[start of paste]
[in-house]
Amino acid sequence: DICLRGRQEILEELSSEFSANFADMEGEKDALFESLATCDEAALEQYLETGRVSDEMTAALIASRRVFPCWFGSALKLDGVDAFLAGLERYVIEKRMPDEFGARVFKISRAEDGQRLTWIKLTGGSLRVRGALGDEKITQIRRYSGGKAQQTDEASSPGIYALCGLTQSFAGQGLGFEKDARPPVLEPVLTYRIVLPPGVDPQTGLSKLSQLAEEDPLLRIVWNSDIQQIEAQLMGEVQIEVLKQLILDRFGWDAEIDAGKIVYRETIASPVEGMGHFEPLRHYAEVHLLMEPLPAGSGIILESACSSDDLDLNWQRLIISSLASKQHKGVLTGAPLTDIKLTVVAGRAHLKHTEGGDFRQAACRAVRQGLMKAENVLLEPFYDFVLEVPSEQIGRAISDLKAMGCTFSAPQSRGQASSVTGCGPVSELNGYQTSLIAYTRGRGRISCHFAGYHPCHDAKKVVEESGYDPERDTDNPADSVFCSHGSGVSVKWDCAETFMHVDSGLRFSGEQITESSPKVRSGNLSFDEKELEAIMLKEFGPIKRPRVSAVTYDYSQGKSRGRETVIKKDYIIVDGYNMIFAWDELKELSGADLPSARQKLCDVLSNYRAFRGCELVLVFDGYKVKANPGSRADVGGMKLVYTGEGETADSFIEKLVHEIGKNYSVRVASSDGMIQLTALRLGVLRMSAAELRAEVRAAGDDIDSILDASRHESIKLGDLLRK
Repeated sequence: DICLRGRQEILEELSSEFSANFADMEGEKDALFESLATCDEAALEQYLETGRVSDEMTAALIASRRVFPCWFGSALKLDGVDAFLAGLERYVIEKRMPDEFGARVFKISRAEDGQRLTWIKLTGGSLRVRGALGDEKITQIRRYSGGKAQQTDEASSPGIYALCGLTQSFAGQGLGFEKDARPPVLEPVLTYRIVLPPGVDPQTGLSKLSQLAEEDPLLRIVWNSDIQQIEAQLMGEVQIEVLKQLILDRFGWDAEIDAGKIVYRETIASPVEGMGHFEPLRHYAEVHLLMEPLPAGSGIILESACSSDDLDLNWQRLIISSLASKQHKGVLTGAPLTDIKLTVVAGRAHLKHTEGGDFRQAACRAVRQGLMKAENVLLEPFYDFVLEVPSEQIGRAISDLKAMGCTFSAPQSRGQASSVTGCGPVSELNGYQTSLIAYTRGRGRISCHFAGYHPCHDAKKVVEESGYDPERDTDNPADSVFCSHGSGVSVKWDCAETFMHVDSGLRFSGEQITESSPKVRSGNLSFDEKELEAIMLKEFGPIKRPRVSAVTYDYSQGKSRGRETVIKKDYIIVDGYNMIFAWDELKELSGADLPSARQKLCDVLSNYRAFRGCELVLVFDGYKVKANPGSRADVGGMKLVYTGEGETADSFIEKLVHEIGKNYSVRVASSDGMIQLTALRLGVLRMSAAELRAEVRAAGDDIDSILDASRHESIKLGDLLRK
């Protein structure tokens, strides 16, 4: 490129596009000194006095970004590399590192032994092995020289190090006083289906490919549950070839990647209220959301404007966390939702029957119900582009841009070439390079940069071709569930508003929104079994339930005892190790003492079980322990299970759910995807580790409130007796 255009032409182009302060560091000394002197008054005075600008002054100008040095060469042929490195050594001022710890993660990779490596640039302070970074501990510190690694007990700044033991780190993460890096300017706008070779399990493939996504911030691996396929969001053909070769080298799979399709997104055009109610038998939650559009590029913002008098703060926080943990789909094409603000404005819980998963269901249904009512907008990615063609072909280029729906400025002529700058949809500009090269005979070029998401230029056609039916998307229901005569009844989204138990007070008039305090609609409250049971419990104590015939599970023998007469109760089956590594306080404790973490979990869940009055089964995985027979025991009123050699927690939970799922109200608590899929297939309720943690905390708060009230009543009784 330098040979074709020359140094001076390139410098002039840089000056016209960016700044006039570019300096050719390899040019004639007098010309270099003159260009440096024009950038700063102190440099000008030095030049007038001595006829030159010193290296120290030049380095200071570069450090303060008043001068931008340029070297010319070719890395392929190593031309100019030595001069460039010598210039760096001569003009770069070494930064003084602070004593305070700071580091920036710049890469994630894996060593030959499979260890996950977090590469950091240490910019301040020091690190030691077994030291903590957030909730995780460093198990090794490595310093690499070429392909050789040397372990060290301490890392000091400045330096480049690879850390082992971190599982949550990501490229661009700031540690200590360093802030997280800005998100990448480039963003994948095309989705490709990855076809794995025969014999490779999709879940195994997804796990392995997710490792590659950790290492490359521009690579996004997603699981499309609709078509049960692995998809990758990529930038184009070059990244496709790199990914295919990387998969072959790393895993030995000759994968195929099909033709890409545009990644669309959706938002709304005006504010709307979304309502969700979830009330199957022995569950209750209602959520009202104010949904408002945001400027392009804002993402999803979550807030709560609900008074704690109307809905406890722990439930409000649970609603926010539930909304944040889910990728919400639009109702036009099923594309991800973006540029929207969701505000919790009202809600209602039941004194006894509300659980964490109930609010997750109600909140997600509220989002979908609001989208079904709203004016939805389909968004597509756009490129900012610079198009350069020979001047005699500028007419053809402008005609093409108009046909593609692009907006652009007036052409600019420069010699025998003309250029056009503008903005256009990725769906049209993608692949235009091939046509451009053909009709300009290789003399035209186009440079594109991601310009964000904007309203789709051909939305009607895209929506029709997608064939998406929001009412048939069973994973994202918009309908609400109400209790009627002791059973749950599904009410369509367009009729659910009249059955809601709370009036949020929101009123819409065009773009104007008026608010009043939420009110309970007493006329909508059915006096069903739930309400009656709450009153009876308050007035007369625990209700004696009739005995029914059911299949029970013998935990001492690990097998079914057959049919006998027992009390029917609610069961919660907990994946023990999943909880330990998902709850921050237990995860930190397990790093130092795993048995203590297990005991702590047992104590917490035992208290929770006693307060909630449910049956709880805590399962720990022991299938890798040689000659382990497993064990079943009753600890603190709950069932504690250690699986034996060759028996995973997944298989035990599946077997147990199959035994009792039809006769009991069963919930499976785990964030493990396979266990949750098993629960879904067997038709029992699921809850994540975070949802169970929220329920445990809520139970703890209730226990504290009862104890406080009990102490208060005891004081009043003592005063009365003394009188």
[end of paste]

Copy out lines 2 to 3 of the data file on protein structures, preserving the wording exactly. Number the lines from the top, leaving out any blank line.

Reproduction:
Amino acid sequence: DICLRGRQEILEELSSEFSANFADMEGEKDALFESLATCDEAALEQYLETGRVSDEMTAALIASRRVFPCWFGSALKLDGVDAFLAGLERYVIEKRMPDEFGARVFKISRAEDGQRLTWIKLTGGSLRVRGALGDEKITQIRRYSGGKAQQTDEASSPGIYALCGLTQSFAGQGLGFEKDARPPVLEPVLTYRIVLPPGVDPQTGLSKLSQLAEEDPLLRIVWNSDIQQIEAQLMGEVQIEVLKQLILDRFGWDAEIDAGKIVYRETIASPVEGMGHFEPLRHYAEVHLLMEPLPAGSGIILESACSSDDLDLNWQRLIISSLASKQHKGVLTGAPLTDIKLTVVAGRAHLKHTEGGDFRQAACRAVRQGLMKAENVLLEPFYDFVLEVPSEQIGRAISDLKAMGCTFSAPQSRGQASSVTGCGPVSELNGYQTSLIAYTRGRGRISCHFAGYHPCHDAKKVVEESGYDPERDTDNPADSVFCSHGSGVSVKWDCAETFMHVDSGLRFSGEQITESSPKVRSGNLSFDEKELEAIMLKEFGPIKRPRVSAVTYDYSQGKSRGRETVIKKDYIIVDGYNMIFAWDELKELSGADLPSARQKLCDVLSNYRAFRGCELVLVFDGYKVKANPGSRADVGGMKLVYTGEGETADSFIEKLVHEIGKNYSVRVASSDGMIQLTALRLGVLRMSAAELRAEVRAAGDDIDSILDASRHESIKLGDLLRK
Repeated sequence: DICLRGRQEILEELSSEFSANFADMEGEKDALFESLATCDEAALEQYLETGRVSDEMTAALIASRRVFPCWFGSALKLDGVDAFLAGLERYVIEKRMPDEFGARVFKISRAEDGQRLTWIKLTGGSLRVRGALGDEKITQIRRYSGGKAQQTDEASSPGIYALCGLTQSFAGQGLGFEKDARPPVLEPVLTYRIVLPPGVDPQTGLSKLSQLAEEDPLLRIVWNSDIQQIEAQLMGEVQIEVLKQLILDRFGWDAEIDAGKIVYRETIASPVEGMGHFEPLRHYAEVHLLMEPLPAGSGIILESACSSDDLDLNWQRLIISSLASKQHKGVLTGAPLTDIKLTVVAGRAHLKHTEGGDFRQAACRAVRQGLMKAENVLLEPFYDFVLEVPSEQIGRAISDLKAMGCTFSAPQSRGQASSVTGCGPVSELNGYQTSLIAYTRGRGRISCHFAGYHPCHDAKKVVEESGYDPERDTDNPADSVFCSHGSGVSVKWDCAETFMHVDSGLRFSGEQITESSPKVRSGNLSFDEKELEAIMLKEFGPIKRPRVSAVTYDYSQGKSRGRETVIKKDYIIVDGYNMIFAWDELKELSGADLPSARQKLCDVLSNYRAFRGCELVLVFDGYKVKANPGSRADVGGMKLVYTGEGETADSFIEKLVHEIGKNYSVRVASSDGMIQLTALRLGVLRMSAAELRAEVRAAGDDIDSILDASRHESIKLGDLLRK